- The ill effects of antibiotic misuse should be made more aware to the people.
- Disposal of quality medicines should be regulated appropriately.
How many days of antibiotics are too much?
More antibiotics being prescribed results in increased selective pressure, which fuels resistance. Thus, we must use fewer antibiotics in order to reduce resistance. It is difficult and potentially dangerous for providers not to prescribe antibiotics at all, but it should be always not to prescribe antibiotics for too long.
According to these researchers, the body’s community of beneficial bacteria suffers more collateral damage the longer antibiotics are used. This, in turn, gives resistant bacteria strains, which are always present in small amounts in the human body, room to thrive and share their defences with other pathogens, eventually giving rise to the superbug strains of bacteria.
Not surprisingly, more than two thirds of patients received antibiotic courses that exceeded necessary durations, Most of the excess was caused by overly long courses of oral step-down therapy and in addition to the parenteral therapy that had already been administered. Longer antibiotic treatment regimens did not increase patient survival, lower readmission rates, or reduce the number of emergency room visits.
Thus, longer was not better. Additionally, individuals who got longer courses experienced noticeably more negative side effects. In fact, for every extra day of antibiotic medication, the probability of a negative outcome rose alarmingly by 5%. Still, the optimal duration of antibiotic therapy is not fit for all…! Duration of antibiotic therapy generally individual based & as per underlying disease & infection source.
Routinely 5-7 days of antibiotic course for community acquired pneumonia is enough, no need to continue for 14-15 days. But still it’s a case to case based decision about duration of antibiotic therapy that will be decided by a primary qualified treating physician. Longer course of therapy may be required in some of diseases like ventilator associated pneumonia, chronic UTI with pyelonephritis, deep seated intra-abdominal infection, meningitis, osteomyelitis etc.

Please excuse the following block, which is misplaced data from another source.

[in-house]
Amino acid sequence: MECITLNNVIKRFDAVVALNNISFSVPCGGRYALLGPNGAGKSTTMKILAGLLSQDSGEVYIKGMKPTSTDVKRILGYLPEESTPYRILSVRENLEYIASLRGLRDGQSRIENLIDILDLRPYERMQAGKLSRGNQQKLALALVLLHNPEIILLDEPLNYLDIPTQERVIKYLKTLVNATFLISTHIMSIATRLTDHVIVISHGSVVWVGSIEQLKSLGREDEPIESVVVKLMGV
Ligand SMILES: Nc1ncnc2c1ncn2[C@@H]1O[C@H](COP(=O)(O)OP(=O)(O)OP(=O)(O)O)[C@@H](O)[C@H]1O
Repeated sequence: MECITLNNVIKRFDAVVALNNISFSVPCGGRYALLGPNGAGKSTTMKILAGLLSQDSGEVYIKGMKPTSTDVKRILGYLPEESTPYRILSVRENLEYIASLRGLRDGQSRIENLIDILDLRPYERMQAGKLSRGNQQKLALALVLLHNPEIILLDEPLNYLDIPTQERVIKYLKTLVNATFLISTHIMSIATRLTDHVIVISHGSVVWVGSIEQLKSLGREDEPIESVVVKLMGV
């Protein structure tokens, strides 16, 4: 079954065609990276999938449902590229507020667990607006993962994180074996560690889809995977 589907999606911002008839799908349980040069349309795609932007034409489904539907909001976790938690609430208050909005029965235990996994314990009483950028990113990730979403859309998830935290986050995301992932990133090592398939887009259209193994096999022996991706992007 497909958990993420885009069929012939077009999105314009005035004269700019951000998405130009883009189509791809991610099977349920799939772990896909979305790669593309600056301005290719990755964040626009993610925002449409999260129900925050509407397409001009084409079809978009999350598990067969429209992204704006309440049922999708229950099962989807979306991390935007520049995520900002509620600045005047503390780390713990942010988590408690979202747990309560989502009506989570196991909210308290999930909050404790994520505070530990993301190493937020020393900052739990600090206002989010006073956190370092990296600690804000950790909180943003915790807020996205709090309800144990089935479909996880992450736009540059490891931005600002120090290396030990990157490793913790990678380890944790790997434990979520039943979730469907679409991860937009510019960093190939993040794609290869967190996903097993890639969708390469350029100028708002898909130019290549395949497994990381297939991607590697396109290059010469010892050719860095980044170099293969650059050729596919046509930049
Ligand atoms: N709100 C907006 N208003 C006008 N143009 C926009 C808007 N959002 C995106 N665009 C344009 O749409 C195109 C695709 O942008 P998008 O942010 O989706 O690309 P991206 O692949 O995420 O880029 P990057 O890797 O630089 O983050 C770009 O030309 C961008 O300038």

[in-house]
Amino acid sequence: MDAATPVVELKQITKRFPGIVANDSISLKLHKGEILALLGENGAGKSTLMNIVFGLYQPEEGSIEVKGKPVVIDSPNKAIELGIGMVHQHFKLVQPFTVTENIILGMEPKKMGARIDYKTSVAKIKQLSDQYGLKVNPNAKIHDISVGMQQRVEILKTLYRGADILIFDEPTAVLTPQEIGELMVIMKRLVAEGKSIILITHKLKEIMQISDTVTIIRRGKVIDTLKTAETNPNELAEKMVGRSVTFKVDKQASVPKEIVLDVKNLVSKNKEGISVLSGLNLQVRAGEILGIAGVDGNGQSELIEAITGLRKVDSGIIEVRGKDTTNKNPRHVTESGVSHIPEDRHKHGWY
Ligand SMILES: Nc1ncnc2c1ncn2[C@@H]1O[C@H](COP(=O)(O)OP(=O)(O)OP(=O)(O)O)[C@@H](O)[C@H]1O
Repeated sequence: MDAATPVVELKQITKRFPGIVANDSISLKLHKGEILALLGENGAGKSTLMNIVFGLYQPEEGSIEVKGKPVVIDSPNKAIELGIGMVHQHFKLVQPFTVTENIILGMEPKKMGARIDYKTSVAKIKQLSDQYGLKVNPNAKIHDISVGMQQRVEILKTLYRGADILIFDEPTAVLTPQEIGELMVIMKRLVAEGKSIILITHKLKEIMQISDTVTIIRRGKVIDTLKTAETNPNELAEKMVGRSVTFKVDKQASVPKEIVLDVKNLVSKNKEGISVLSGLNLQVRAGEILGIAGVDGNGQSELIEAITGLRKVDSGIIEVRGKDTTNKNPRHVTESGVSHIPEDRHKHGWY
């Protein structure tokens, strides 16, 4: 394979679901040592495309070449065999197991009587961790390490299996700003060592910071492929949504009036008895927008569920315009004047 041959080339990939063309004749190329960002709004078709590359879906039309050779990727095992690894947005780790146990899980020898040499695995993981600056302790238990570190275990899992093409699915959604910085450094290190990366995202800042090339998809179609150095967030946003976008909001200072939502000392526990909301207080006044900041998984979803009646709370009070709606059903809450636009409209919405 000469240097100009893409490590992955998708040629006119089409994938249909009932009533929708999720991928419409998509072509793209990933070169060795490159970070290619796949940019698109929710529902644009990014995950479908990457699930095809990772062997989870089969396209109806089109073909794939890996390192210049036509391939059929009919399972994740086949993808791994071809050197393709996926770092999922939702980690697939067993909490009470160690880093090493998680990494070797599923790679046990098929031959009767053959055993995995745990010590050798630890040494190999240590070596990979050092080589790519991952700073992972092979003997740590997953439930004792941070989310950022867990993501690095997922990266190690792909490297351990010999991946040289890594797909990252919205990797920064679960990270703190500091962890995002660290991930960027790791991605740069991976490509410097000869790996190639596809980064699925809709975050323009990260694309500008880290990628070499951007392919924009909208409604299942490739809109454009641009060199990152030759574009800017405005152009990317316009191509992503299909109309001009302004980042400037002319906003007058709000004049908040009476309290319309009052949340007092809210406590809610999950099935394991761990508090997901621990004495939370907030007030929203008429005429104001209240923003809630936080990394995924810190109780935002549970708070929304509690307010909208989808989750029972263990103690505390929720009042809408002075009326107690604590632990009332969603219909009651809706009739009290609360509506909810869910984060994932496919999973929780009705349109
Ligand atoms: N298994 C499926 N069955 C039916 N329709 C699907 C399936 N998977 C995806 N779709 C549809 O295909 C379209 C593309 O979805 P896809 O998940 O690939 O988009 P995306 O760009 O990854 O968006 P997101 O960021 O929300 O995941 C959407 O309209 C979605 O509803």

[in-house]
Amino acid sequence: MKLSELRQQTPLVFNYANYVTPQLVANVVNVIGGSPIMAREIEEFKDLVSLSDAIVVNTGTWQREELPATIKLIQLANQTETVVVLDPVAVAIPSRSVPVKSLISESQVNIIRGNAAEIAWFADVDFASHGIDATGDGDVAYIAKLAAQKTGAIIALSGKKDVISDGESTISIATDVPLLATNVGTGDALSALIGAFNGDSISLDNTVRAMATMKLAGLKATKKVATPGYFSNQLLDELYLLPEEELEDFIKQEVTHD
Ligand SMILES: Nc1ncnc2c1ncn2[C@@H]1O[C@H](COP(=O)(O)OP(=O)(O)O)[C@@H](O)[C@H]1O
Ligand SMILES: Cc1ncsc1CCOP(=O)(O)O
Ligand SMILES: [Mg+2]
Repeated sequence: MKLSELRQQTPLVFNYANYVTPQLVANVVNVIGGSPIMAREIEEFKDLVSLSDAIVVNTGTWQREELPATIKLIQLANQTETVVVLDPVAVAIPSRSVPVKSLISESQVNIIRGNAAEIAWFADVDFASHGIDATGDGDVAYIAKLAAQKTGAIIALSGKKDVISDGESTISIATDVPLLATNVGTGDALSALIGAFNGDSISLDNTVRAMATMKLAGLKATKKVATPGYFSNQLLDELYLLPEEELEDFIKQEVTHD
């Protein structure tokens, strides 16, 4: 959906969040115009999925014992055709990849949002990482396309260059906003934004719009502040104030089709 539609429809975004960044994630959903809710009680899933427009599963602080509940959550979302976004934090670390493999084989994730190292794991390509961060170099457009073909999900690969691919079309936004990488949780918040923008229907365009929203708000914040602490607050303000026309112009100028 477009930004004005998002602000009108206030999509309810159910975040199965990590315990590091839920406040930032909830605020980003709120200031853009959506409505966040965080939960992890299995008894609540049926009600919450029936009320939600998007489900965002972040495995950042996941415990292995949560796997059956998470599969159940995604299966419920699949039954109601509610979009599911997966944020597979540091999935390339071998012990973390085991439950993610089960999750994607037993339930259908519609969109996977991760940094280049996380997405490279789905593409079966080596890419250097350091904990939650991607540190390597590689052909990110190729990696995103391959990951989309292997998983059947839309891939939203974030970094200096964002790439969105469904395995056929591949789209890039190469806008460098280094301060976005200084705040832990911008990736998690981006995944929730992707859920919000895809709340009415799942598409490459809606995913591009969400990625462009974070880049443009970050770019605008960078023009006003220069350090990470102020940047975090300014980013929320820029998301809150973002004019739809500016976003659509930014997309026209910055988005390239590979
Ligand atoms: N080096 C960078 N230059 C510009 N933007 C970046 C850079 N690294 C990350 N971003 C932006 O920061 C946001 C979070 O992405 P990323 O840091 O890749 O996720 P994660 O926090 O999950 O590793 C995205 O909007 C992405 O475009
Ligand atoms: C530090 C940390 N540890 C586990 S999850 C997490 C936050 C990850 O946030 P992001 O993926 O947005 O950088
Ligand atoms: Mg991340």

Some of the points to decide about duration of antibiotic therapy are as follows:
- Underlying disease recovery & general condition of patient
- Site of infection
- Whether the source of infection controlled or not
- Documented causative organism of infection
- Underlying Risk factors (age, pre-existing dis., immuno-compromised status. Etc.)
- Choice of initial Empirical antibiotic therapy
Do antibiotics weaken your immune system?
The immune system is the body’s defence mechanism that protects the body from invasive bacteria, viruses, and other pathogens. While the white blood cells fight the infection, the T cells destroy the infected cells, and the B cells produce antigen-specific immunoglobulin. But, at times, the natural defence system of the body cannot fight the infection alone.
So Antibiotics are then administered in the body. These support the immune system to fight the infection, in two ways, they either kill the bacteria directly or prevent them from reproducing. But Antibiotics are not effective against viral infections like the common cold or flu.
Very rarely, antibiotic treatment will cause a drop in the blood count, including the numbers of white cells that fight infection. So antibiotics do not directly interfere with the immune system, unnecessary antibiotic usage can stop the immune system from working to its full potential. In fact, antibiotics can also compromise the immune system of the body.